The sutler at Fort Scott played an important and varied role in the fort's society. He essentially ran a general store which provided a wide and diverse selection of goods. It also served as a bar, an entertainment center, the post office, and a news stand.
As with the department stores and supermarkets of today, the sutler strove to stock a wide variety of good to appeal to his diverse clientelle. Sutlers carried (among other things) bolts of cloth, blankets, ready made clothes, footgear, food, spices, writing equipment, china dishes, musical instruments, miscellaneous household furnishings, tools, general hardware, and an assortment of personal items (razors, soap, pipes, fish hooks, etc.). This represented quite an impressive display.
And so, troops had their tobacco, laundresses their needles and thread, while the wealthier families of officers could live in a manner befitting their station in life. Even the Army was a regular customer of the sutler's. The post quartermaster and surgeon would purchase small necessities such as vegetable seeds, tableware, cups, crocks, and other items that the army could not supply in a timely manner. Indians and fur traders were also welcome to buy, but their purchases represented a very minor portion of the business transacted.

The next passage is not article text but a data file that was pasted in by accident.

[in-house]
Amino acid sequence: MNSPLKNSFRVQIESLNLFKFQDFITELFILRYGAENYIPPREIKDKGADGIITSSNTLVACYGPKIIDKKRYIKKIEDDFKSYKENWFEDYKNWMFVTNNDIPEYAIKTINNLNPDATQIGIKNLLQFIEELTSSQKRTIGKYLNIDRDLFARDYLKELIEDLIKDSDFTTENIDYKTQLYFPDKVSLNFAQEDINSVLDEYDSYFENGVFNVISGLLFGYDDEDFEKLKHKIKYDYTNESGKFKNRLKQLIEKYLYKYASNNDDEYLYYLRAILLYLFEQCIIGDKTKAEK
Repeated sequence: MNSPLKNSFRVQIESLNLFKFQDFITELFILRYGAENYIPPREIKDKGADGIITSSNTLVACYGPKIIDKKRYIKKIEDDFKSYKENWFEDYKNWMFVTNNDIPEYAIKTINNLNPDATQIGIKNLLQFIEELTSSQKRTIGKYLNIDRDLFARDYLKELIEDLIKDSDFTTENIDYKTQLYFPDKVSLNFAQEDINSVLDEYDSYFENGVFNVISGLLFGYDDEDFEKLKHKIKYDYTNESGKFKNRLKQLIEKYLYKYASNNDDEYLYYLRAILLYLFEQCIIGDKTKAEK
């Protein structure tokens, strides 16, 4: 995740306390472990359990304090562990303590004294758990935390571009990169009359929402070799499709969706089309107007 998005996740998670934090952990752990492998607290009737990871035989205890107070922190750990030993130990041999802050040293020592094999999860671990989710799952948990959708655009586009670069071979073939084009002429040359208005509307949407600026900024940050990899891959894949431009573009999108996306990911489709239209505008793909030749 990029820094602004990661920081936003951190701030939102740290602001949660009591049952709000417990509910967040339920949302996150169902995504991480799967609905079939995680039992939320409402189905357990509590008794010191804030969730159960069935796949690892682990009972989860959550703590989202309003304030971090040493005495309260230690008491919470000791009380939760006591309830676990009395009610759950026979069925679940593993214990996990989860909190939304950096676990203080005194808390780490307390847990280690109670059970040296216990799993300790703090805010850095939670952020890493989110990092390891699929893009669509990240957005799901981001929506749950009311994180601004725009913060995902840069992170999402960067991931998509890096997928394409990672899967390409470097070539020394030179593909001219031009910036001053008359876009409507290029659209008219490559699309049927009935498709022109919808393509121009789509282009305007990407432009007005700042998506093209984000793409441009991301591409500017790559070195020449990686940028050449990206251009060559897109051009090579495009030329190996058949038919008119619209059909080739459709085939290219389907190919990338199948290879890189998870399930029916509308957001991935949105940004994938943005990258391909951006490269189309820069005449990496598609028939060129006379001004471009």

Probably of equal interest to many inhabitants of the fort was the fact that the store functioned as post bar. One can readily imagine the need for artificial stimulation induced by the boredom and isolation of frontier garrison life. Beer and wine were the only alcoholic drinks permissible to sell to the enlisted men. Since the reasoning behind all this was to avoid intoxication on the part of the troops, drunken behavior would not be tolerated in the store.
The sutler store was a place where the soldiers could relax. Most sutler stores had a pool table and soldiers could also play games such as checkers or dominoes.
The sutler also served as postmaster. Soldiers would leave outgoing letters with him to be sent by freight wagon. Incoming letters, while eagerly sought, could also be costly to the soldiers.. In the 1840s, postage was paid by the recipient of a letter, not the sender. The cost of receiving a letter varied, depending on the distance involved. Beyond 400 miles, the rate was 25 cents per sheet of paper. A barrel of flour could ship for 2/3 of that cost.
Finally, the sutler store was a place where people came to hear the news and to catch up on the latest gossip. The sutler often had access to news sources the army didn't. The sutler was not as constrained by economic considerations as the army was. He could afford a newspaper subscription, while the army often went without. The sutler also heard news through the grapevine from his customers and during his travels to buy goods for his store.
The information on this page was written by staff at Fort Scott NHS. References used were an article on the life of a 19th century merchant found in Fort Scott's files and an article on the internet entitled, "Plunderers of the Public Revenue: Voluntarism and the Mails," by Carl Watner.
Last updated: July 26, 2016